The Financial Services Authority has fined Capital Mortgage Connections £17,500 for rule breaches including cold calling potential customers.
This is the first time the regulator has taken action against a firm for cold calling.
The fine also includes CMC’s failure to treat its customers fairly by being unable to demonstrate that it gave appropriate pricing information on the accident, sickness and unemployment insurance polices it sold.
A further failing was its inability to establish and maintain appropriate systems and controls.
An FSA investigation found that 85% of CMC’s business was generated by cold calling potential customers.
It also showed that over 97% of ASU insurance polices sold by the firm were on a single premium basis.
CMC was unable to demonstrate that it advised its customers of the potentially cheaper monthly option and gave suitable pricing information to them.
Jonathan Phelan, head of retail enforcement at the FSA, says: “Cold calling potential customers for mortgage business is against our rules and firms operating in the industry should be aware of this.
“This is the first time we have taken steps against a firm for undertaking this activity and we will continue to monitor the market for instances of cold calling.
“Management is responsible for ensuring that firms comply with our rules and we will act where we find breaches.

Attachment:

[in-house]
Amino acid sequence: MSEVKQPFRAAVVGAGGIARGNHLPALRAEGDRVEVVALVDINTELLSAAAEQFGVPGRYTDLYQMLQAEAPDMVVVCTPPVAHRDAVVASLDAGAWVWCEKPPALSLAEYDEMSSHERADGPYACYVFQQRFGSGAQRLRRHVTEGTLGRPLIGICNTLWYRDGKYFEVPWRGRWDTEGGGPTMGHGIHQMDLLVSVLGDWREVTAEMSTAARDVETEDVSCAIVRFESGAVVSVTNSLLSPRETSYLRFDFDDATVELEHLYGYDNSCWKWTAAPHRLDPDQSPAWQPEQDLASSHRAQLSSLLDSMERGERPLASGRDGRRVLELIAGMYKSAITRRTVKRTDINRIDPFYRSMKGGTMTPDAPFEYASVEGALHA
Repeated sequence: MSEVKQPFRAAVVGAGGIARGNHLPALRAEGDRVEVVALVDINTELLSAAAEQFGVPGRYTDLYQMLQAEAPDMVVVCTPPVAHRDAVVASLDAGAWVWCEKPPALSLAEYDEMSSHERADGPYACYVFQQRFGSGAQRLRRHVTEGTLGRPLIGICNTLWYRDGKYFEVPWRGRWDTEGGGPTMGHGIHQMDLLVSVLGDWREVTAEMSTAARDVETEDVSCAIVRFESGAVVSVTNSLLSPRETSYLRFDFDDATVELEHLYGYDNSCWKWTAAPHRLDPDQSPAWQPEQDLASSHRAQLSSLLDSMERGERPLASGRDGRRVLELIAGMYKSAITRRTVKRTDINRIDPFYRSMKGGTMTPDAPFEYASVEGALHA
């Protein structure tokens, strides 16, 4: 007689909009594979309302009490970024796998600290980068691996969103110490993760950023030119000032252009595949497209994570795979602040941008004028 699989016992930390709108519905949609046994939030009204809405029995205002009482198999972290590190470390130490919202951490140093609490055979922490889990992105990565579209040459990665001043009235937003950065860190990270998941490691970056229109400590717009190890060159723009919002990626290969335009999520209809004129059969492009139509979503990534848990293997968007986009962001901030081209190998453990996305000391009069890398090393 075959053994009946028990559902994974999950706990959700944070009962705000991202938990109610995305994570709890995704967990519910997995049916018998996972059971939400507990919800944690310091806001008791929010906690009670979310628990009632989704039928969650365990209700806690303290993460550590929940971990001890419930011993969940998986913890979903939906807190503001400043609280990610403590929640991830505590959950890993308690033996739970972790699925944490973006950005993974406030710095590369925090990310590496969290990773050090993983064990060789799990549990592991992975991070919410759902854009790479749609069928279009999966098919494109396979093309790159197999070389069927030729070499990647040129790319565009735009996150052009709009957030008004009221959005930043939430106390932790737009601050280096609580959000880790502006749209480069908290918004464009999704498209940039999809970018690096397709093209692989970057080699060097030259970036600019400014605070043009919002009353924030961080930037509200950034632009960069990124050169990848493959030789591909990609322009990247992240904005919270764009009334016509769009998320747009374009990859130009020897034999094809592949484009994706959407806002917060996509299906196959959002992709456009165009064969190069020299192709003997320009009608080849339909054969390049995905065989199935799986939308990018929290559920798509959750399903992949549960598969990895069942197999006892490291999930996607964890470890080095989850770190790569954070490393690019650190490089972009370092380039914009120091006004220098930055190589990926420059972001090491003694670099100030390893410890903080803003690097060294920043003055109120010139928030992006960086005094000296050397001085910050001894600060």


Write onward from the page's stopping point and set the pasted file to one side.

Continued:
“Firms must be able to demonstrate their reasons for recommending a particular insurance policy and we expect firms to have systems and controls in place to monitor their businesses.
“The sale of Payment Protection Insurance, of which ASU is a type, is a priority for the FSA due to the potential level of risk to consumers. We take this very seriously.”
The regulator has instructed CMC to carry out a past business review to all existing single premium ASU insurance policy customers to ensure they are fully aware of the benefits, cost alternatives, terms and conditions of the product they have and the reasons why they were recommended the single premium plan.
The failings were discovered during an FSA visit in November 2005 and the breaches occurred between April 4 and October 17 2005.
FSA work published in October found that some firms selling PPI are still failing to treat their customers fairly.
Findings showed that many firms are still not giving customers clear information during the sales conversation; customers are still not being made fully aware that there may be parts of the policy under which they cannot claim; and where customers are sold single premium policies, this is not always done with the best interests of the customer in mind.
Firms already fined for PPI failings include Regency Mortgages Corporation and Loans.co.uk.
In determining the level of penalty the FSA has taken into account CMC’s financial resources and the fact that the firm will be conducting a past business review.
By agreeing to settle at an early stage of the FSA investigation the firm qualified for a 30% discount under the FSA’s Executive Settlement Scheme – without the discount the financial penalty imposed would have been £25,000.